J Nutr Educ Behav. 2012 Jan 9. [Epub ahead of print]
Associations of Built Food Environment with Dietary Intake among Youth with Diabetes.
Lamichhane AP, Mayer-Davis EJ, Puett R, Bottai M, Porter DE, Liese AD.
Department of Epidemiology and Biostatistics, Arnold School of Public Health, University of South Carolina, Columbia, SC.
To evaluate the associations of supermarket and fast-food outlet accessibility and availability with dietary intake among youth with diabetes.
Subjects' residential location and dietary intake was obtained from the SEARCH for Diabetes in Youth study. Food outlet data obtained from the South Carolina Department of Health and Environmental Control and InfoUSA were merged based on names and addresses of the outlets. The comprehensive data were then used to construct accessibility and availability measures for each participant.
State of South Carolina.
Three hundred fifty-nine youths with diabetes (10 years old and older) from the SEARCH for Diabetes in Youth study.
PHENOMENA OF INTEREST:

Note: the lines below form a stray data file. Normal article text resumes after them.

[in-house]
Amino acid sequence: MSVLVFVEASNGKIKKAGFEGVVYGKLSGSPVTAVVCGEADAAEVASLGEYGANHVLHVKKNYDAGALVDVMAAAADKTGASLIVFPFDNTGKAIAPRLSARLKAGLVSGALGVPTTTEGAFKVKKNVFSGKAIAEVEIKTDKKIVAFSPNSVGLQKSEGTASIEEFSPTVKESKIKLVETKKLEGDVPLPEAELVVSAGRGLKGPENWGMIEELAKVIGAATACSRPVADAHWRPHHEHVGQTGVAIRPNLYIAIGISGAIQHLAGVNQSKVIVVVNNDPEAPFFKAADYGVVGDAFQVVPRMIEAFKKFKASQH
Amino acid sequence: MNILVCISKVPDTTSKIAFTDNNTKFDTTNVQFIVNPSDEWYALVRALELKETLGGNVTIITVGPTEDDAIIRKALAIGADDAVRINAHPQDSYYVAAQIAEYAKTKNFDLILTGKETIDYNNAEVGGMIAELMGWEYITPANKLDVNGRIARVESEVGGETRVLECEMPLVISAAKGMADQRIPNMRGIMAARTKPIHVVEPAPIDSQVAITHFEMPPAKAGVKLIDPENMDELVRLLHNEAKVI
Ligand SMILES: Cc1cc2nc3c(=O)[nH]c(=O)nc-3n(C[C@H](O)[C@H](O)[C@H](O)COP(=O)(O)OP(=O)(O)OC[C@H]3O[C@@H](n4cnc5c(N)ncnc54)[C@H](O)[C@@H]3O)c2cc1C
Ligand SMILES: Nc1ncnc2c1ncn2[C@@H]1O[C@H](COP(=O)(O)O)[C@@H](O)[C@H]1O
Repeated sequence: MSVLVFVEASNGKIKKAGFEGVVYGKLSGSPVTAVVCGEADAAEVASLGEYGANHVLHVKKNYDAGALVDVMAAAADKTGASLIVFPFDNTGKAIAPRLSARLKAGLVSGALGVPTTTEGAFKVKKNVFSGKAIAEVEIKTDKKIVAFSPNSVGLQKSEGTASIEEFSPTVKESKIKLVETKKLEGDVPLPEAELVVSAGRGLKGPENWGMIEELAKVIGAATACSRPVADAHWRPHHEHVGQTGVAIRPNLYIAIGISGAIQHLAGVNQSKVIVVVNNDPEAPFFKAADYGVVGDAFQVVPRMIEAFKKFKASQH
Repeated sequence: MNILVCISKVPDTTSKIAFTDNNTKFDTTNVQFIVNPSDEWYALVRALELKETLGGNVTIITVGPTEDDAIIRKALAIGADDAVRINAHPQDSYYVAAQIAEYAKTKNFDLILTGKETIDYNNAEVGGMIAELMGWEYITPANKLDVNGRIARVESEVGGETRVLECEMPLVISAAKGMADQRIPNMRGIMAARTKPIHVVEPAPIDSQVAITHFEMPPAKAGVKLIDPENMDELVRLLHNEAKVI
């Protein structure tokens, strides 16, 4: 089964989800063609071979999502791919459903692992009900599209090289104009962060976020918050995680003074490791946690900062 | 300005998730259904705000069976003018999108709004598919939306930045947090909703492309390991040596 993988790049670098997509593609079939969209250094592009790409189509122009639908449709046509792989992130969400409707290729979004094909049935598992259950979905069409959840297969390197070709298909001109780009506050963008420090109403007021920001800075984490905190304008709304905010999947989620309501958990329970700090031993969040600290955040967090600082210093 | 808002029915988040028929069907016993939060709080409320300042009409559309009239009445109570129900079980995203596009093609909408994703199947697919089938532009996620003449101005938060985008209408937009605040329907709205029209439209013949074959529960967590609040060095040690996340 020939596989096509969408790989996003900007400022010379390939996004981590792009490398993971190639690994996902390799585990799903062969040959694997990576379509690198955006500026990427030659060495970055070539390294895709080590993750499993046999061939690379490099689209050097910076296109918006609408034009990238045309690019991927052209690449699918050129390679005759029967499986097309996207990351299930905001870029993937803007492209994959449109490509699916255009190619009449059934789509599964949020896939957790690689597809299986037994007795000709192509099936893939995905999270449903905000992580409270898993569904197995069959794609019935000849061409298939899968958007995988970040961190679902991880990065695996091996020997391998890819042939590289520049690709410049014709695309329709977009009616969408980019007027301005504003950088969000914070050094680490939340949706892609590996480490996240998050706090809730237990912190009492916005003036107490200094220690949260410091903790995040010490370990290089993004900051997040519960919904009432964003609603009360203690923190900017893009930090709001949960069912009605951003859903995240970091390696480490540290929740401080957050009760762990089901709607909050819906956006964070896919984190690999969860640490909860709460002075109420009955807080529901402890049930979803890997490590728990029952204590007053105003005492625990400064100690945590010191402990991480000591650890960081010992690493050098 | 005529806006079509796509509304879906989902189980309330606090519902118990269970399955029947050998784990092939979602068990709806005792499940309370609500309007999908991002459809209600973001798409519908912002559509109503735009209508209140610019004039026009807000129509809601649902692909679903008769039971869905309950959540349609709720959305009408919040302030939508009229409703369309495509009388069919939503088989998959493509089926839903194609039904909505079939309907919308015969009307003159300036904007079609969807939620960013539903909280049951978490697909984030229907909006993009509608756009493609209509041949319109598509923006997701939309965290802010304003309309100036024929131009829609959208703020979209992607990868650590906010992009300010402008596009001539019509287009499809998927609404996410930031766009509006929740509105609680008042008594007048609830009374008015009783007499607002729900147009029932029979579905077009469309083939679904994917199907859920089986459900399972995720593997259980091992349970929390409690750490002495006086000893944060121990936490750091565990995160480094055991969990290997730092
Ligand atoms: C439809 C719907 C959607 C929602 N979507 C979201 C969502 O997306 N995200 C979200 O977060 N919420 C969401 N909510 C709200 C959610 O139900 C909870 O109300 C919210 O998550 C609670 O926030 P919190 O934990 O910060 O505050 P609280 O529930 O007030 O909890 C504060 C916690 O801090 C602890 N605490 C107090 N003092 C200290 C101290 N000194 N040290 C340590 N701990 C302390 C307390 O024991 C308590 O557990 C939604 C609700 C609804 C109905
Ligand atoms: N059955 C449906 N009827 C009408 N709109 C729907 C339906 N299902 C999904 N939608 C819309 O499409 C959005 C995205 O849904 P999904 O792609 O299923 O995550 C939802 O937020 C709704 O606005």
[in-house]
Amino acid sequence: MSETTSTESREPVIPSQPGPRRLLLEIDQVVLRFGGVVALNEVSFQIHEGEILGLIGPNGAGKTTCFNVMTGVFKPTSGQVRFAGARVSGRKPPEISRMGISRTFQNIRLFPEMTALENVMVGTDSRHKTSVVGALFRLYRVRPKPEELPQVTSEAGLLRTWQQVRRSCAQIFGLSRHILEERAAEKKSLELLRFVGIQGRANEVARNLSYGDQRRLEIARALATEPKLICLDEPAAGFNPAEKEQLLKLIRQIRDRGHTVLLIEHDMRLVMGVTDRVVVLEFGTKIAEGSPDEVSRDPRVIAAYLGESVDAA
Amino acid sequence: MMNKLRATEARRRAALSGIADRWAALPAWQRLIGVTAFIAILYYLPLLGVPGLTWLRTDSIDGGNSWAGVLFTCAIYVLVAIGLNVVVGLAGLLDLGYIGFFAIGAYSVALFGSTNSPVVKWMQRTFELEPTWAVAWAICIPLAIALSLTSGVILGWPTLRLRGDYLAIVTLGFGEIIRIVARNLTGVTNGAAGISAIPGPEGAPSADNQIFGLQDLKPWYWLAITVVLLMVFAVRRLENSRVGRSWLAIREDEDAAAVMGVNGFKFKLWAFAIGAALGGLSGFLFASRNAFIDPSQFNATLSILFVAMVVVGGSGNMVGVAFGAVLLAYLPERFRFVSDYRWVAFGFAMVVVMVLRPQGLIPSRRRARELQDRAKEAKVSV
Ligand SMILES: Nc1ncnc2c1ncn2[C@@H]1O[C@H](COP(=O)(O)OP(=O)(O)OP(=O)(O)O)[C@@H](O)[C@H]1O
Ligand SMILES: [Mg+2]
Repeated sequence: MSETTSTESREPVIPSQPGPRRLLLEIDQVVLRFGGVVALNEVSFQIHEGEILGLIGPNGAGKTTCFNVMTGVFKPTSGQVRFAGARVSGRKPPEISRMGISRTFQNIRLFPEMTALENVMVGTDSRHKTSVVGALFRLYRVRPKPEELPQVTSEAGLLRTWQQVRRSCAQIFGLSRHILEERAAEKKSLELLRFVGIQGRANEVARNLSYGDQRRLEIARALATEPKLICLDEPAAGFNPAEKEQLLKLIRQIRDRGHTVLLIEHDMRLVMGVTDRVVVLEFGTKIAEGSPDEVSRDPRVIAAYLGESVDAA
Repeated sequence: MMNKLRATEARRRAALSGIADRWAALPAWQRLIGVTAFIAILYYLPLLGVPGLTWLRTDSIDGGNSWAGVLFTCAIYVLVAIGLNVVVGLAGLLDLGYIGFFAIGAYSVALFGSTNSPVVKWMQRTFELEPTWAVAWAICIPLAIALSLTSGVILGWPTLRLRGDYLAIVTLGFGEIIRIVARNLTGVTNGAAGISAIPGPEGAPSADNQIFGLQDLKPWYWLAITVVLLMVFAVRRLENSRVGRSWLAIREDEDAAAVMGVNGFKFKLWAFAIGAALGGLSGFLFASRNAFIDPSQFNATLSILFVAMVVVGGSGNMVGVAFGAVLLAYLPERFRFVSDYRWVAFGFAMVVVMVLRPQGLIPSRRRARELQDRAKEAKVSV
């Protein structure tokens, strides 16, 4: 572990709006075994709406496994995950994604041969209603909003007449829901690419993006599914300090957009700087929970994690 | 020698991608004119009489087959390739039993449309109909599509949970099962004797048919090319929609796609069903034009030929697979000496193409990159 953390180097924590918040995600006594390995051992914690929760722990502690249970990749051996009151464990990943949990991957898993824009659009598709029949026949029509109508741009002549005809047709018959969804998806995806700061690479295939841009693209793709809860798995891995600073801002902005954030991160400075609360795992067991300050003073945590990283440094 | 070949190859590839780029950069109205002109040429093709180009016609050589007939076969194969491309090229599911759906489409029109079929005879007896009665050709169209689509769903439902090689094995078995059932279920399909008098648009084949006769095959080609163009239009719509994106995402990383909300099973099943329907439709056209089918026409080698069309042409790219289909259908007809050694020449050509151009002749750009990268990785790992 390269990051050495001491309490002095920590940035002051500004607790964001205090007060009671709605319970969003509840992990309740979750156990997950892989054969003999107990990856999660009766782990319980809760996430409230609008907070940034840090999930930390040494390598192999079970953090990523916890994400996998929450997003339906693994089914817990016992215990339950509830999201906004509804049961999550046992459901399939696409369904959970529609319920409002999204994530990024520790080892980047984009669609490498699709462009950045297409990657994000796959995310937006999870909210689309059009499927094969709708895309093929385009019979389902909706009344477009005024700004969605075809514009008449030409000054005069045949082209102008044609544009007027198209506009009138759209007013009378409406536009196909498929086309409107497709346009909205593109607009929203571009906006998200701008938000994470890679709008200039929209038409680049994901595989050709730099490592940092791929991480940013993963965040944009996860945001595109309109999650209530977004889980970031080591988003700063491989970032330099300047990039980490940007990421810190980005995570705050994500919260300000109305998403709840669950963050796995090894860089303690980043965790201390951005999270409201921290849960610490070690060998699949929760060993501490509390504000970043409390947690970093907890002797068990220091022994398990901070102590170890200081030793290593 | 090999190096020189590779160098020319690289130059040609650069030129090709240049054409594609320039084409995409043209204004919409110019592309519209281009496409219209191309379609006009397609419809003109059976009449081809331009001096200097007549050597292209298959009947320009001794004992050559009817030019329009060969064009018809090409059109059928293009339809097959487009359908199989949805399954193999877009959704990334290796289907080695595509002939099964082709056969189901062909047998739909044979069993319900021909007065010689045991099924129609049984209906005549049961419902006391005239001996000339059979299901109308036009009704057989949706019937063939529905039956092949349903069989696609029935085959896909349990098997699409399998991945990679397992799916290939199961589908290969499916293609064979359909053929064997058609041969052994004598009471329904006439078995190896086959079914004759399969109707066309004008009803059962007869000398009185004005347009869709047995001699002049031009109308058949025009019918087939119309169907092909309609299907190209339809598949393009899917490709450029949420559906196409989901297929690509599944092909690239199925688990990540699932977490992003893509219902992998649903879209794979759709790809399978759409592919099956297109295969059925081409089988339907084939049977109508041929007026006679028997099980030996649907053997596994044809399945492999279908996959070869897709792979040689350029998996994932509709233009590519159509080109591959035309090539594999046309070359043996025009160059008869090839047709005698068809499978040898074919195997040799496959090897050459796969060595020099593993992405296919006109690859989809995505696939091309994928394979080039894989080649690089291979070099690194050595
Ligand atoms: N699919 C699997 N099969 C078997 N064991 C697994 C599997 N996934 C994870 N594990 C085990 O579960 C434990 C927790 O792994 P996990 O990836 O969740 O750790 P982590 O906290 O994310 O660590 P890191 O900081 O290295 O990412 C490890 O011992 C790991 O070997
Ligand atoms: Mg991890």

Supermarket and fast-food outlet accessibility and availability; dietary intake represented by Dietary Approaches to Stop Hypertension (DASH) score.
Generalized estimating equations analyses.
Increased availability and accessibility of supermarkets were significantly associated with higher DASH score, even after adjusting for individual-level correlates, urbanicity, and fast-food outlet accessibility or availability. Fast-food accessibility, however, was associated only with specific food groups (meat, sweets, and low-fat dairy intake), not with the DASH score.
CONCLUSIONS AND IMPLICATIONS:
Efforts to promote environments conducive to healthful eating may significantly improve the overall dietary intake and reduce diet-related health complications among youth with diabetes.